- Author By Miva |
- Posted on
While it may be many years before we comprehend the full impact that the novel coronavirus has had on consumer behavior and the global economy, one thing is abundantly clear—the pandemic has acted as a catalyst for the digitalization of our world.
Unfortunately, there will always be those looking to take advantage of a crisis. The recent and ongoing increase in online purchasing offers cybercriminals a slew of opportunities to exploit existing vulnerabilities. In this article, we discuss what steps you should take now to protect your business and customers from data theft and fraud.
Site Security Checklist
While protecting your customers’ data has always been important, the heightened risk of data theft during this crisis should be answered with swift identification and correction of any security weaknesses in your site. Following is a quick, 5-step security check you can perform to help you identify potential vulnerabilities in your ecommerce site:
- Take stock of who has access to your customers’ information.
- Verify that your site is secured with encryption.
- Make sure you’re not holding onto unnecessary data.
- Revisit and update your password policy.
- Review your disaster plan. Has it been updated recently?
1. Limit Access to Customer Information
Your employees may be trustworthy, but they are human. Phishing and other forms of social engineering exploit human psychology and habits to gain access to sensitive information, with customer financial data as a common target.
Customer information should only be accessible by authorized personnel who have been educated in secure and ethical data management. Consider holding a special training session to brief employees on data defense strategies.
2. Verify Ecommerce Site Encryption
Encrypting your site is one of the best ways to prevent eavesdropping on sensitive data exchanges. Once an option for sites that wanted an extra layer of security, SSL encryption is now mandatory for sites that want to maintain customer trust in the modern ecommerce climate.
To keep customer data safe, make sure your site has a valid SSL certificate. If your certificate has expired, consider renewing it as soon as possible. Shoppers will be less likely to trust a site without encryption and may turn to competitors who offer a more secure shopping experience.
3. Save Only What’s Necessary
It’s easier to protect your customers’ data when you have less of it to worry about. The Payment Card Industry Security Standards Council (PCI SSC) recommends eliminating unneeded cardholder data. Cardholder data, which includes the cardholder’s name, card expiration date, and primary account number, can be stored separately from less sensitive data to minimize the number of storage locations that need significant protection.
4. Get Serious About Password Security
Universal passwords don’t cut it anymore. Every member of your team—even those who don’t have access to sensitive data—should be educated on modern password security. It is everyone’s responsibility to make sure they follow basic password security guidelines:
Complexity: Passwords should be words not found in the dictionary and include a variety of characters—letters, numbers, and symbols.
Secrecy: Emphasize the importance of keeping passwords secret. Make sure your employees know that no one will ever have a legitimate need to ask for their password.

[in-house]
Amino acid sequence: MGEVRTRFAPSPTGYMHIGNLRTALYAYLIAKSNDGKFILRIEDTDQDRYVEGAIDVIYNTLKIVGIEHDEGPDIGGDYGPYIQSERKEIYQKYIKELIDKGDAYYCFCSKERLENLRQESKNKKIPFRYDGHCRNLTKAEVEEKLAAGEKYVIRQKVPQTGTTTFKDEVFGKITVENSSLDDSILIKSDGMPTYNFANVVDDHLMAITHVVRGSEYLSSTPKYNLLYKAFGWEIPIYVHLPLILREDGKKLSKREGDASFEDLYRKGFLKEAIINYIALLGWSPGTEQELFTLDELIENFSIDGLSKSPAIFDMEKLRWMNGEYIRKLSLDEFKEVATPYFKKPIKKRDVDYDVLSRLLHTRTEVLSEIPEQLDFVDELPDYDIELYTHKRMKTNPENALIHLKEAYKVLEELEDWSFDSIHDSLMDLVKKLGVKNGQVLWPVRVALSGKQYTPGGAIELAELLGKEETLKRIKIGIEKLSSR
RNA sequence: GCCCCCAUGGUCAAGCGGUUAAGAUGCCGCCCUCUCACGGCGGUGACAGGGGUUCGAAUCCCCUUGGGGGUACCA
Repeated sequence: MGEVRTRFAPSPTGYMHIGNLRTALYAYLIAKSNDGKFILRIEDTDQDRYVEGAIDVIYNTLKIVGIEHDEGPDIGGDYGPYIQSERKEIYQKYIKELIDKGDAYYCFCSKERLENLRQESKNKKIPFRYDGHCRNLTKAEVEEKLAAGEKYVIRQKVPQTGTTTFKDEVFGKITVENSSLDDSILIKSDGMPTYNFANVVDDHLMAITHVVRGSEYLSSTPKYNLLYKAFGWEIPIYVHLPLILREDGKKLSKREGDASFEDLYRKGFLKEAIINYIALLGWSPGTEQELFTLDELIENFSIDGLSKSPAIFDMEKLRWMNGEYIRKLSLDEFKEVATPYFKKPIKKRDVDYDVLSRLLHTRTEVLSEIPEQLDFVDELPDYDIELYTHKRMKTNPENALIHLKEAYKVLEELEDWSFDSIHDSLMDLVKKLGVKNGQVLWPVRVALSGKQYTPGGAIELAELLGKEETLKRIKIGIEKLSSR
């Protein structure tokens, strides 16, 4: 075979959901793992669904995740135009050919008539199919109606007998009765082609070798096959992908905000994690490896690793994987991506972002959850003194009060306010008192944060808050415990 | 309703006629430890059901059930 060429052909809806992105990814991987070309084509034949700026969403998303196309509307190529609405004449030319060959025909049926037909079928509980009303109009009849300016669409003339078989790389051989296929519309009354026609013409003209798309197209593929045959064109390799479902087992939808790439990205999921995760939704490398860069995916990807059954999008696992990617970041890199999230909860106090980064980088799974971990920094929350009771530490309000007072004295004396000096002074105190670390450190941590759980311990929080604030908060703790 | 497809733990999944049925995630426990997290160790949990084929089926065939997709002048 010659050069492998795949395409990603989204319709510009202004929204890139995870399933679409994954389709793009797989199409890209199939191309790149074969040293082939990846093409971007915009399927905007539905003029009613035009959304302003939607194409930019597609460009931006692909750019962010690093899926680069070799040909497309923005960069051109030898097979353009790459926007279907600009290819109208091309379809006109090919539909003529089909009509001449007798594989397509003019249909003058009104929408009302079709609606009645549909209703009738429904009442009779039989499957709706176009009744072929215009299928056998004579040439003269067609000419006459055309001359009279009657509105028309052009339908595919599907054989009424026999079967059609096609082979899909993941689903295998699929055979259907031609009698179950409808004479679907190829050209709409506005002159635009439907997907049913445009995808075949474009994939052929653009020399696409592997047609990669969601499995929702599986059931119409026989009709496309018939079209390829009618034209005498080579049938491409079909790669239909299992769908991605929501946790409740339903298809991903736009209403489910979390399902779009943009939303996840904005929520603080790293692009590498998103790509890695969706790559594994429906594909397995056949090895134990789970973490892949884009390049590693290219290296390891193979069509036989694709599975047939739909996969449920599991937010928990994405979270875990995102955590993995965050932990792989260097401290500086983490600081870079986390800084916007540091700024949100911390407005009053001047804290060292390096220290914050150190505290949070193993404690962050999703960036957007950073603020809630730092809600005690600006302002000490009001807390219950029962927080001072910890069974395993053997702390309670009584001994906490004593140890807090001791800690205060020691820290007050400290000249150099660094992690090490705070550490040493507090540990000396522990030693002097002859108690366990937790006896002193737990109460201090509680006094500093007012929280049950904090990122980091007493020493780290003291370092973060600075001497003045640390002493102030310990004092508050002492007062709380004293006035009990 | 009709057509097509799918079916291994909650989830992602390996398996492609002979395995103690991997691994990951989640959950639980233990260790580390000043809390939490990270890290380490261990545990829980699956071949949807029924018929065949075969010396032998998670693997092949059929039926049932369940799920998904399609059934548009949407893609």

Uniqueness: Passwords used for professional purposes should not overlap with those used on personal accounts. Every password should be completely unique to the account.
5. Disaster Preparedness
You are currently experiencing exactly what a disaster recovery plan is intended to prepare you for. A well-prepared disaster recovery plan takes into account your company’s resources, potential vulnerabilities, and key personnel and outlines the steps for proceeding after a data incident. Revisit your existing disaster plan and use what you have learned from this crisis to inform your plan moving forward.
Targeted Fraud Prevention
Fraud prevention specialists have identified a number of fraud trends that reflect the shifts in online purchases prompted by efforts to limit the spread of coronavirus. While families sheltering and working at home are purchasing more retail goods like home office equipment and wellness products, fraudsters and other bad actors are taking advantage of increased demand with the following:
- Reselling: selling items purchased from a retailer at a higher price and fulfilling orders via that retailer’s supply chain
- Retail Arbitrage: automated (and thus highly scalable) reselling
- Cashing Out: fraudsters using stolen data to purchase retail items
- Friendly Fraud: customers claiming authentic purchases as fraudulent to obtain refunds
Fraudsters hoping to hide in drastic volume increases force online sellers to increase the security measures involved with new accounts and purchases. Unfortunately, these measures often add friction to the purchase process and could potentially drive new business away. Consider how you can flush out would-be fraudsters and identify legitimate accounts without frustrating customers. Partnering with a fraud prevention solution provider can help you minimize your risk and streamline identity verification with minimal friction.
If you are experiencing or expecting a drop in purchases, instances of fraud may not necessarily decrease as legitimate transactions dwindle. Use the lower volume to your advantage by taking this time to take a closer look at transactions, identify patterns, and repair vulnerabilities that bad actors may be exploiting.